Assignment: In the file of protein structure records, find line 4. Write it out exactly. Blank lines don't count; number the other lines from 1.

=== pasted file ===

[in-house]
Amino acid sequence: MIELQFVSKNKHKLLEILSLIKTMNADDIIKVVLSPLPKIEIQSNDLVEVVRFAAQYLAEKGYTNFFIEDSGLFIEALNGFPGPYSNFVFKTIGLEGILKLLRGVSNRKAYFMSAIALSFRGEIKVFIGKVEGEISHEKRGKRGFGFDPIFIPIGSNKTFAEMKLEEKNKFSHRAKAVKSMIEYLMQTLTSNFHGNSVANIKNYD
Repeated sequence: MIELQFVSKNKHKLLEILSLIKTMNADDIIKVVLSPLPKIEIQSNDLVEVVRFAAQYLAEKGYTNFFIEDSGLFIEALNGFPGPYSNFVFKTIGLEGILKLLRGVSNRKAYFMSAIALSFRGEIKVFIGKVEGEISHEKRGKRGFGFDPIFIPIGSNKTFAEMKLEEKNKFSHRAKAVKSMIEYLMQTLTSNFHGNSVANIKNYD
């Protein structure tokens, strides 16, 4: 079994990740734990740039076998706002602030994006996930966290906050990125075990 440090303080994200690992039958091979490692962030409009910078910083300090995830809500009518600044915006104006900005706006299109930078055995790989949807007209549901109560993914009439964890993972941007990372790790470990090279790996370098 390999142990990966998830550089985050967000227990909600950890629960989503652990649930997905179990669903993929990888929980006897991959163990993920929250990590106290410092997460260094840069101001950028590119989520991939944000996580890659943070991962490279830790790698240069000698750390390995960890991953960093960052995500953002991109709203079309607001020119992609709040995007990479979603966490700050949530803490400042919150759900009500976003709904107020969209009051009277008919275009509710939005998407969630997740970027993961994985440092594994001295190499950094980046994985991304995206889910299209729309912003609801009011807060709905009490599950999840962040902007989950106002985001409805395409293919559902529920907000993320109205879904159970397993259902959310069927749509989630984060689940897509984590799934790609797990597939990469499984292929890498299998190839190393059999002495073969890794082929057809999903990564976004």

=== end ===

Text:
């Protein structure tokens, strides 16, 4: 079994990740734990740039076998706002602030994006996930966290906050990125075990 440090303080994200690992039958091979490692962030409009910078910083300090995830809500009518600044915006104006900005706006299109930078055995790989949807007209549901109560993914009439964890993972941007990372790790470990090279790996370098 390999142990990966998830550089985050967000227990909600950890629960989503652990649930997905179990669903993929990888929980006897991959163990993920929250990590106290410092997460260094840069101001950028590119989520991939944000996580890659943070991962490279830790790698240069000698750390390995960890991953960093960052995500953002991109709203079309607001020119992609709040995007990479979603966490700050949530803490400042919150759900009500976003709904107020969209009051009277008919275009509710939005998407969630997740970027993961994985440092594994001295190499950094980046994985991304995206889910299209729309912003609801009011807060709905009490599950999840962040902007989950106002985001409805395409293919559902529920907000993320109205879904159970397993259902959310069927749509989630984060689940897509984590799934790609797990597939990469499984292929890498299998190839190393059999002495073969890794082929057809999903990564976004």